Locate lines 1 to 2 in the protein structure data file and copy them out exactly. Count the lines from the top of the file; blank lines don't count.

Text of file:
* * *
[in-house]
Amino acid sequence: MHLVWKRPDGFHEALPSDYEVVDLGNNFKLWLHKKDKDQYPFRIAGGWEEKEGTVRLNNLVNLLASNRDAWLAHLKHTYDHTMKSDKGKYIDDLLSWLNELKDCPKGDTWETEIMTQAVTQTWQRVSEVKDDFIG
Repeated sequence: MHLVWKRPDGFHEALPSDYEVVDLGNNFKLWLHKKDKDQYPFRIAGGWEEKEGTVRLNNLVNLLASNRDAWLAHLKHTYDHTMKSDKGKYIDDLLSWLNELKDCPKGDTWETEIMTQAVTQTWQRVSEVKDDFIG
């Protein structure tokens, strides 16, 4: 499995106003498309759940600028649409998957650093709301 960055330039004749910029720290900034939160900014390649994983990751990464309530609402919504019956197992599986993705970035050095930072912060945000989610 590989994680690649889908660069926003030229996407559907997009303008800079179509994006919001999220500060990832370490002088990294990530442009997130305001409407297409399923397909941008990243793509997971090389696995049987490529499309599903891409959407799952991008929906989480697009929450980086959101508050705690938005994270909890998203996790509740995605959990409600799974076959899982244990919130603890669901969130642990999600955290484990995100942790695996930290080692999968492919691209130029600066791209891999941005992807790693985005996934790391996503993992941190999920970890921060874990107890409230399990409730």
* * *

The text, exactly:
[in-house]
Amino acid sequence: MHLVWKRPDGFHEALPSDYEVVDLGNNFKLWLHKKDKDQYPFRIAGGWEEKEGTVRLNNLVNLLASNRDAWLAHLKHTYDHTMKSDKGKYIDDLLSWLNELKDCPKGDTWETEIMTQAVTQTWQRVSEVKDDFIG